Last summer Robert bravely confessed that he had once been duped by one of those poetry anthology operations. My confession may be even more shameful for someone who attempts to be a “serious” poet: I was a professional greeting card writer.
I don’t mean I wrote and submitted greeting card verses on the side for extra cash. I was on the writing staff of Gibson Greetings for nine years and was Senior Writer by the time Gibson laid off most of its creative staff in a major downsizing in 1999. (Keep in mind that there were only two writers on staff by that time; contract writers contributed a lot of the verses, especially in humor.) I wrote on contract myself for Gibson for another year, and briefly freelanced after that.
To be honest, I considered the greeting card writer position my dream job and had applied several times over the years before I was hired. I’d been working in administrative support in the college advertising department of an educational publisher, maintaining mailing schedules for promotional pieces, proofreading brochures, typing up purchase orders and generating payments, and providing phone back-up for everyone else in the department. The idea of spending the entire day writing seemed too good to be true.
I did like it. I was good at it, too. However, by the end of the first year, I began to yearn to do something of a utilitarian nature, like filing or processing paperwork. Sitting at my desk all day long trying to come up with new ways of saying “Happy Birthday” without using the words “Happy Birthday” became deadening. And my creative juices dried up from writing on demand five days a week. (We received assignments with specifications: For example, a Christmas card for family, eight lines, rhyming, with a gratitude theme and contemporary tone; any number of people in the family, no direct statement of relationship to anyone in the family, a “3” on a warmth scale of 1-5 [meaning no use of terms like “fondly,” “warmly,” or love]. I usually turned in three verses for each assignment, sometimes with multiple acceptances for that assignment; since I had over 1,500 verses of all lengths and styles accepted for publication, I probably wrote about 2,500 when I was on staff at Gibson.)
I had already published a lot of poetry when I started at Gibson Greetings, and my poetry skills served me well in writing greeting cards. And, yes, writing card verses does take skill. Besides the talent for rhythm and rhyme the traditional cards required, brevity and precision were equally important, especially for the new wave of contemporary greeting cards that companies were publishing in the early 90s: short, conversational prose. It wasn’t that these resembled poetry; but they did require a poet’s ability to compress message and imagery into a few carefully chosen words.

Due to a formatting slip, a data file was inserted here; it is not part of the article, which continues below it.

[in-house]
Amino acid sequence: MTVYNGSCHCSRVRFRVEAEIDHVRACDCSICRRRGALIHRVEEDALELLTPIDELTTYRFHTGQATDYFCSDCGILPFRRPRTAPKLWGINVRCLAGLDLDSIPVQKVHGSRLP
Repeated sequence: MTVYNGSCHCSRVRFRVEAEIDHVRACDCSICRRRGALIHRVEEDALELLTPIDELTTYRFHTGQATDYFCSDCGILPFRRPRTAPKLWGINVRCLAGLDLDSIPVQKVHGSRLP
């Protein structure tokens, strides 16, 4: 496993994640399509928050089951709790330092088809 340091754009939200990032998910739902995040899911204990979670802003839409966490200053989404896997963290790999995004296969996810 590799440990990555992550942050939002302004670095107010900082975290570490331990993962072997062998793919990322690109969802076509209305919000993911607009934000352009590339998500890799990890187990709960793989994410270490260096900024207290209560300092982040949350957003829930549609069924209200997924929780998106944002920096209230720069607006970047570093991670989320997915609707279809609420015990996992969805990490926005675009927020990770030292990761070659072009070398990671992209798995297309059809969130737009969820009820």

One of the most common “doesn’t want” statements I see in Poet’s Market listings is “Doesn’t want greeting card verse.” I know just what kind of poetry the editors are citing because Gibson editors saw the same kind of work submitted for greeting cards. “All my friends love my poetry,” the cover letter would read, “and they say my poems would make wonderful greeting cards.”
Well, no, they wouldn’t. Except for verse by writers like Helen Steiner Rice, whose lines are used as “featured quotes” on the covers of traditional and religious cards, greeting cards require a “me-to-you” message, even if it’s subtle and implied. So many of the poems submitted to card editors, besides being badly written, were often all about the writer’s view of the world, whether it was a description of a fall scene or perspectives on aging with grace. A poem might go on and on about spring as a season of joy and rebirth but never get around to saying “Happy Easter” to the card recipient.
Greeting card editors want quality for their “publications” as well; and they get worn down by having to wade through badly written poems with clunking rhythm and ay-oo singsong rhymes. It would probably come as a shock to most magazine poetry editors that they have more in common with greeting card editors than they could ever imagine (or want to admit).
What was the biggest downside to my long tenure writing greeting card verses? The primary detriment was the blow to my creativity. The more I wrote verses (and I had to produce daily), the less poetry I wrote. I’ve never entirely recovered. I don’t find the joy in sitting down to tackle a poem that I once did. I resist even pursuing a few lines of inspiration jotted down in a notebook. Sometimes a poet can express herself so much that she winds up not being motivated to express herself at all, regardless of the style or venue.
The second blow to my poetic ability: I find it difficult not to produce formal poetry that sounds too smoothly metrical, too carefully rhymed. These poems don’t resemble the greeting card verse that poetry editors warn against so much as they seem as overly polished as card verses. They’re too clean, their veneer too spotless and shiny. Even a serious sonnet winds up with a patina of what could be defined as glibness (to me, anyhow). I liked my attempts at formal poetry better when I wasn’t so practiced in assembling rhymed, metered lines.
I haven’t written cards for several years now, except for brief messages in handmade cards. (Funny that I rarely buy a commercial greeting card any more. Maybe it’s because I go into “professional” mode as soon as I step up to the card racks, evaluating everything I read and automatically brainstorming for verses of my own that I don’t even need to write.) Over time, I may be able to refine my skills in formal verse. In the meantime, I sympathize with editors who cry “No greeting card verse!” but I balk at the implication that actual greeting card verses are always without craft or technique. I know better.